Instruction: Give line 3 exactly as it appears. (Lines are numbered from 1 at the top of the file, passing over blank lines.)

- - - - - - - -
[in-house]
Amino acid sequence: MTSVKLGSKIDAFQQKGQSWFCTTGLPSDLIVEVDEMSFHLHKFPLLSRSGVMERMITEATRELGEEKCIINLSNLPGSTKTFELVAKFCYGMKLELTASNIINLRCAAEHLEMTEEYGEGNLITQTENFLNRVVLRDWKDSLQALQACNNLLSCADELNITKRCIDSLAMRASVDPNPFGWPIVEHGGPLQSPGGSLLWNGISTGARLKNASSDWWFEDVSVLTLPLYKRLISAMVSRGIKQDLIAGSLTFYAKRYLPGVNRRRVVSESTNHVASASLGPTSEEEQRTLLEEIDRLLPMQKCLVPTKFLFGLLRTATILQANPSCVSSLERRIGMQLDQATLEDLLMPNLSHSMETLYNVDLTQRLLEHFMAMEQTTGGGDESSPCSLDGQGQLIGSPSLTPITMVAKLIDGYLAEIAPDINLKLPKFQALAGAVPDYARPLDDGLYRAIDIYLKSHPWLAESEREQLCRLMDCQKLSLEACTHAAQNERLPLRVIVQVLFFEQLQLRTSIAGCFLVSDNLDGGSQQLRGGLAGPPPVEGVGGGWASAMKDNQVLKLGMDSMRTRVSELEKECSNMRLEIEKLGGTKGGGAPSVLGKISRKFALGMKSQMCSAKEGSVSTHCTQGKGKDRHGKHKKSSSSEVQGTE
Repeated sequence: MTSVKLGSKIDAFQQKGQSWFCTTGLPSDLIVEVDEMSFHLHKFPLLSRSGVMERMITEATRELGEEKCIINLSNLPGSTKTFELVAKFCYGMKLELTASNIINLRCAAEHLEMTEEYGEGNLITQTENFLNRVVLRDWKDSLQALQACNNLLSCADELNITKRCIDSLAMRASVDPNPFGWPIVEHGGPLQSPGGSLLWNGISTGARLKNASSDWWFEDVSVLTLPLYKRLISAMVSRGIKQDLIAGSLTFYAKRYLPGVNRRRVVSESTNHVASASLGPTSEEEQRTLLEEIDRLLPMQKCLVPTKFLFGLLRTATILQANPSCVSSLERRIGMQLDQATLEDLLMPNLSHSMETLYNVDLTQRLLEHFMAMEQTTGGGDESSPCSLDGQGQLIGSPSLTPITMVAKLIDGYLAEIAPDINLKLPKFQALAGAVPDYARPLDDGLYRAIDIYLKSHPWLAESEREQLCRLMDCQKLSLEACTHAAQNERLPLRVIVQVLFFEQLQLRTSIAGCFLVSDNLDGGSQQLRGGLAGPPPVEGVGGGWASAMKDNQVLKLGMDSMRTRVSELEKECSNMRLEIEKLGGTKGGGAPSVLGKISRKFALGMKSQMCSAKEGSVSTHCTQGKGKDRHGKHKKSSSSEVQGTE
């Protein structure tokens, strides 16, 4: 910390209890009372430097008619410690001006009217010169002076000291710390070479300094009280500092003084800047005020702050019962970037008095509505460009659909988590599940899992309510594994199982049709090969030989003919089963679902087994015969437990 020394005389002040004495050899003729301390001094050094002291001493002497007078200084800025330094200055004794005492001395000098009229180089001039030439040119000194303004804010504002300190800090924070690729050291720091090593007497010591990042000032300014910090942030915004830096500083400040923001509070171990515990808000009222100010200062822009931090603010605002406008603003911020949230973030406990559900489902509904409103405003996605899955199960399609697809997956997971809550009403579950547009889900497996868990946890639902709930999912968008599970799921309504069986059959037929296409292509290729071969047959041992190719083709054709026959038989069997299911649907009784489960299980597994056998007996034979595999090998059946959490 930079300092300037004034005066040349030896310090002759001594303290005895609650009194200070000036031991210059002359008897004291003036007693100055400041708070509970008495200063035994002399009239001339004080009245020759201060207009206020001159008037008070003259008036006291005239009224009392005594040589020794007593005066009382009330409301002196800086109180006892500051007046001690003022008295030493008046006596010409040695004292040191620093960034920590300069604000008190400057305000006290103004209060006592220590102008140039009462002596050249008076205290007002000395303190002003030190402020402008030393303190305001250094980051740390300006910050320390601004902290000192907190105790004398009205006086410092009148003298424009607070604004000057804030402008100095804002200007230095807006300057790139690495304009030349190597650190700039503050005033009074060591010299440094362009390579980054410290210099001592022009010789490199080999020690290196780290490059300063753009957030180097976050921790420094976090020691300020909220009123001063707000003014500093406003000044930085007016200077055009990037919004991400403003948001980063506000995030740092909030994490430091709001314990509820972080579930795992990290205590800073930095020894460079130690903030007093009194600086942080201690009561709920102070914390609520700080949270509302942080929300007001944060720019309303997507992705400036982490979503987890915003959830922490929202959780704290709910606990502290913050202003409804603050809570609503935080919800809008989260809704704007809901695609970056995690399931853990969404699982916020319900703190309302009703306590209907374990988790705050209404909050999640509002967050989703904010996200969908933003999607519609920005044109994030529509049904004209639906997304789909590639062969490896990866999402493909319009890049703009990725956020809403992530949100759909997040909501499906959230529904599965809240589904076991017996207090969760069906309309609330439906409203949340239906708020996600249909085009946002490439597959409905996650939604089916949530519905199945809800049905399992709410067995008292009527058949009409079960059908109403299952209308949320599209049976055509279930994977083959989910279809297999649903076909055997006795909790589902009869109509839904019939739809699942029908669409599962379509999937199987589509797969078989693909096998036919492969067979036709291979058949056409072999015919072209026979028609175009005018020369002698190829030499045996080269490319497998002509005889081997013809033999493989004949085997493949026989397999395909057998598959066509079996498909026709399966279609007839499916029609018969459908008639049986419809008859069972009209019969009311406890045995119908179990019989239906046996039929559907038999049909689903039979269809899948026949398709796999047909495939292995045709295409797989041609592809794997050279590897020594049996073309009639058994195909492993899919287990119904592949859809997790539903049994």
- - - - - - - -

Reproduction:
Repeated sequence: MTSVKLGSKIDAFQQKGQSWFCTTGLPSDLIVEVDEMSFHLHKFPLLSRSGVMERMITEATRELGEEKCIINLSNLPGSTKTFELVAKFCYGMKLELTASNIINLRCAAEHLEMTEEYGEGNLITQTENFLNRVVLRDWKDSLQALQACNNLLSCADELNITKRCIDSLAMRASVDPNPFGWPIVEHGGPLQSPGGSLLWNGISTGARLKNASSDWWFEDVSVLTLPLYKRLISAMVSRGIKQDLIAGSLTFYAKRYLPGVNRRRVVSESTNHVASASLGPTSEEEQRTLLEEIDRLLPMQKCLVPTKFLFGLLRTATILQANPSCVSSLERRIGMQLDQATLEDLLMPNLSHSMETLYNVDLTQRLLEHFMAMEQTTGGGDESSPCSLDGQGQLIGSPSLTPITMVAKLIDGYLAEIAPDINLKLPKFQALAGAVPDYARPLDDGLYRAIDIYLKSHPWLAESEREQLCRLMDCQKLSLEACTHAAQNERLPLRVIVQVLFFEQLQLRTSIAGCFLVSDNLDGGSQQLRGGLAGPPPVEGVGGGWASAMKDNQVLKLGMDSMRTRVSELEKECSNMRLEIEKLGGTKGGGAPSVLGKISRKFALGMKSQMCSAKEGSVSTHCTQGKGKDRHGKHKKSSSSEVQGTE